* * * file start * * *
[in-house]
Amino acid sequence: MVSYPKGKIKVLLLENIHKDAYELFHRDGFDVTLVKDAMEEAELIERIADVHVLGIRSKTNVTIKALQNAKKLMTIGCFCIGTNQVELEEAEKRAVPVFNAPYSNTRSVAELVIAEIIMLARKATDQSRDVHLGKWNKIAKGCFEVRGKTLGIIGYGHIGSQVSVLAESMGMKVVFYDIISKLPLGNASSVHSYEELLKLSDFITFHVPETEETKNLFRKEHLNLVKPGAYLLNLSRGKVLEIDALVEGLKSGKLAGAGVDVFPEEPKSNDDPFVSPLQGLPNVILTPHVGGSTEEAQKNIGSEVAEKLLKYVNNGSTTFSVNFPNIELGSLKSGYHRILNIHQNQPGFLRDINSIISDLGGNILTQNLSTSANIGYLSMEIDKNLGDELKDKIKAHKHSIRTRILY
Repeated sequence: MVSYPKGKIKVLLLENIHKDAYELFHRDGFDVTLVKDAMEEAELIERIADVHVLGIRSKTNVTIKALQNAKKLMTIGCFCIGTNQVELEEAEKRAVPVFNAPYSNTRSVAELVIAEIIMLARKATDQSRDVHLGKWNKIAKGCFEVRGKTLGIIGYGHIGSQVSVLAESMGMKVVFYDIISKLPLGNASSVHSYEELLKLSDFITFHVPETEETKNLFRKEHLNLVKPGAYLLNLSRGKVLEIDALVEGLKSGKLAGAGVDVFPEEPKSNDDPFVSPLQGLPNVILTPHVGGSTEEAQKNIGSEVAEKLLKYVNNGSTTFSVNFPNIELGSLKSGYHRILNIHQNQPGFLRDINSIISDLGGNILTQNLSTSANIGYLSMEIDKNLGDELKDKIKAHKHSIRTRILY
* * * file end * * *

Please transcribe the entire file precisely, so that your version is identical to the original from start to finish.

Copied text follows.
[in-house]
Amino acid sequence: MVSYPKGKIKVLLLENIHKDAYELFHRDGFDVTLVKDAMEEAELIERIADVHVLGIRSKTNVTIKALQNAKKLMTIGCFCIGTNQVELEEAEKRAVPVFNAPYSNTRSVAELVIAEIIMLARKATDQSRDVHLGKWNKIAKGCFEVRGKTLGIIGYGHIGSQVSVLAESMGMKVVFYDIISKLPLGNASSVHSYEELLKLSDFITFHVPETEETKNLFRKEHLNLVKPGAYLLNLSRGKVLEIDALVEGLKSGKLAGAGVDVFPEEPKSNDDPFVSPLQGLPNVILTPHVGGSTEEAQKNIGSEVAEKLLKYVNNGSTTFSVNFPNIELGSLKSGYHRILNIHQNQPGFLRDINSIISDLGGNILTQNLSTSANIGYLSMEIDKNLGDELKDKIKAHKHSIRTRILY
Repeated sequence: MVSYPKGKIKVLLLENIHKDAYELFHRDGFDVTLVKDAMEEAELIERIADVHVLGIRSKTNVTIKALQNAKKLMTIGCFCIGTNQVELEEAEKRAVPVFNAPYSNTRSVAELVIAEIIMLARKATDQSRDVHLGKWNKIAKGCFEVRGKTLGIIGYGHIGSQVSVLAESMGMKVVFYDIISKLPLGNASSVHSYEELLKLSDFITFHVPETEETKNLFRKEHLNLVKPGAYLLNLSRGKVLEIDALVEGLKSGKLAGAGVDVFPEEPKSNDDPFVSPLQGLPNVILTPHVGGSTEEAQKNIGSEVAEKLLKYVNNGSTTFSVNFPNIELGSLKSGYHRILNIHQNQPGFLRDINSIISDLGGNILTQNLSTSANIGYLSMEIDKNLGDELKDKIKAHKHSIRTRILY